Solidarity 366, 3 June 2015

Industrial news in brief


Ollie Moore and Gemma Short

Train drivers for Southern rail will vote on a new pay offer, after they voted by 91% and 95% for strikes and action short of strikes to win a better deal.

The strike votes, which saw turnouts of around 85%, followed the rejection of the company's initial pay offer of a 2.65% increase even against the recommendation of officials from the drivers' union ASLEF. Such resounding votes against union recommendations are rare anywhere in the labour movement, and show a clear strength of feeling amongst Southern drivers to win a better deal.

FIFA: worse than capitalism


Tom Harris

The seminal radical football podcast “This is Deep Play” once made this perceptive point about football: far from being a form of escapism detached from real life, football is like a mirror, vividly reflecting everything that’s playing out in capitalist society at large.

LGSM told they can’t march with the unions at Pride


Gerry Bates

The final London Open Meeting for the organisation of this year’s Pride march (Saturday 27 June) discussed the decision to separate the trade union block from Lesbian and Gays Support the Miners (LGSM).

LGSM, following on from the popularity of the film Pride, has been given a position at the front of the march. But the trade unions are in Block C of the march (i.e. at the back), and way behind the prime sponsors of Pride, Barclays, Starbucks and Citi Group. Yet the TUC has also been a big sponsor of Pride, donating up to £400,000 over the years.

Labour needs a socialist candidate


Michael Johnson

After the election the Blairites were first out of the traps, hurtling into television and radio stations to give long-prepared statements, with no evidence, about how Labour had shifted too far to the left under Ed Miliband.

But under Miliband, Labour’s approach was to accept the Tories’ argument that austerity was necessary but to promise slightly fewer cuts. In the last stage of the election campaign, the leadership bolted on some panicked, but real, social democratic pledges.

Now, even these limited ideas are facing the chop from the leadership candidates.

Fight Tory attacks on our unions!


Maria Exall, CWU and Campaign for Trade Union Freedom (personal capacity)

The first Conservative government for 18 years will introduce a Bill to beef up existing anti-trade union laws in the UK.

Whilst the proposed restrictions on strike action had been well signalled in advance, the inclusion of a change to union political funds was unexpected.

The Tories are demanding a 50% turnout threshold in a ballot and an additional 40% yes vote requirement in “core public services” (health, education, transport and fire services), They hope to make it impossible for unions to organise lawful strikes.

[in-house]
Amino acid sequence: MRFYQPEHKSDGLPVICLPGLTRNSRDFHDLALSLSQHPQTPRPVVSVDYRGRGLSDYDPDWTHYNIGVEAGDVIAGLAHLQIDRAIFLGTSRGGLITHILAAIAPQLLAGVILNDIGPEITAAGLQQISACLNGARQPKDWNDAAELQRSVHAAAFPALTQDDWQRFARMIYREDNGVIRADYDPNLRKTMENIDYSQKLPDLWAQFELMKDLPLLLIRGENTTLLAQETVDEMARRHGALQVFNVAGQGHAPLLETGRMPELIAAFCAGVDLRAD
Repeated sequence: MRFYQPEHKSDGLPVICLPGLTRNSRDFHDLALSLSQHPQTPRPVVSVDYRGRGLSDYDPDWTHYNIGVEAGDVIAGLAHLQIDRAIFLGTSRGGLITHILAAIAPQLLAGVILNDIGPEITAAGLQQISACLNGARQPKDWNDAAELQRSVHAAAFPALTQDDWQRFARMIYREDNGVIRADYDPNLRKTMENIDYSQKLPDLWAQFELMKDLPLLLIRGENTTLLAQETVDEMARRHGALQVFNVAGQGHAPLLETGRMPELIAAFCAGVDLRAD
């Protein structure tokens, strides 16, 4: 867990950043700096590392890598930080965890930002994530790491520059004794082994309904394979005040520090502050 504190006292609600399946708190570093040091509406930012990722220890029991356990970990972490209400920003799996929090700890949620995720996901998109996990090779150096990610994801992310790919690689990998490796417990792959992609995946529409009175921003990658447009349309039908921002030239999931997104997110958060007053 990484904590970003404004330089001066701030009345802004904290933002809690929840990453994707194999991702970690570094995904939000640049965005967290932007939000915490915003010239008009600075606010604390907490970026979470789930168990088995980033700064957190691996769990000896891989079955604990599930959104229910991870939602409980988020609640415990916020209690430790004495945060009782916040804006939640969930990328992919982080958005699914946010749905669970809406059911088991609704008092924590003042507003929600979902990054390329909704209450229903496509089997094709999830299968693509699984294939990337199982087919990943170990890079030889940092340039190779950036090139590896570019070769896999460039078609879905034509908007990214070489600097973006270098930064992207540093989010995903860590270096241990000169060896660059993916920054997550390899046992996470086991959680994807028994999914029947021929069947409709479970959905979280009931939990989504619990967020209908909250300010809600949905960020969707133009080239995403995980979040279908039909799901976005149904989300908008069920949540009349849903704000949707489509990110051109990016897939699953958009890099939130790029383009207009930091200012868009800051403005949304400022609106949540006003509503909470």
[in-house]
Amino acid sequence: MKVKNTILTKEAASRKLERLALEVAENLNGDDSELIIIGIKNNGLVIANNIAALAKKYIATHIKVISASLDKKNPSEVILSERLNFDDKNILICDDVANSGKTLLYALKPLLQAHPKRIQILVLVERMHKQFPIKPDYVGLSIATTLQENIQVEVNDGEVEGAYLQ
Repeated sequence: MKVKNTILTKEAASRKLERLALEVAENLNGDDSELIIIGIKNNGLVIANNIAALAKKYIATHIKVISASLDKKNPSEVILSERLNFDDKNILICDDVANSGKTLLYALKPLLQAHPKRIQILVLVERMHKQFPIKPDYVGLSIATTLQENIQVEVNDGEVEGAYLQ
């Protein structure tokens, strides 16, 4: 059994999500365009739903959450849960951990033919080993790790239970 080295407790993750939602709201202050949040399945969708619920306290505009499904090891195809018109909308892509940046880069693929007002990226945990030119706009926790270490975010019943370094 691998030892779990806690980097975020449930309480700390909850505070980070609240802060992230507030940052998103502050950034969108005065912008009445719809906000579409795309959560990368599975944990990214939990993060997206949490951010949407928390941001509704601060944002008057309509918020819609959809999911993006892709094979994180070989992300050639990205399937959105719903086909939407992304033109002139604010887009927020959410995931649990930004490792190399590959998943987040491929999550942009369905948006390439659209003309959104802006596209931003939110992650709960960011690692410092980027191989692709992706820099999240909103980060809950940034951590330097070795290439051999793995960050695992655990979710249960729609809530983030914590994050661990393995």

Sharpening our politics against the Tories


Monty Shield and Vicki Morris

On Saturday 30 May, around a thousand people marched from Waterloo station to Westminster Bridge against the planned £12 billion cuts to public welfare services

Protesters, organised by UK Uncut, hung a banner from Westminster Bridge overlooking Parliament, reading “austerity is a lie”; it was collectively painted by activists while on the bridge. The banner could be seen along way down the bank of the Thames!

What cost fossil fuel?


Paul Vernadsky

Fossil fuel capital continues to avoid paying the costs of its industry for air pollution and other health hazards, effectively receiving more in subsidies than the total health spending of all the world’s governments, according to a new IMF report.

How Large Are Global Energy Subsidies? Published last month found that fossil fuel companies are benefitting from global subsidies of $5.3 trillion (£3.4 trillion) a year, equivalent to $10 million a minute every day.

Labour and UKIP


Matt Cooper

UKIP’s overall third place in votes in the 2015 general election is terrible news.

That one-in-eight voters chose a party, which has thrived in a culture of anti-politics and disillusion by wrapping an ill-defined core of neo-liberal policies in bright anti-immigration colours, is a tragi-comic symptom of the awfulness of British political culture.

The left and the General Election


Harry Glass

The post-mortem on the 2015 election ought to rage on the British left, though it is doubtful whether there will be much contrition from the main protagonists.

Rightly, assessments will examine how the ruling classes’ first team did it, the limitations of Labour’s leadership and politics, why the Liberal Democrats collapsed, UKIP’s four million votes, the SNP’s tsunami and the Green ascendency. But one unavoidable question is the responsibility the left for this class-wide defeat.

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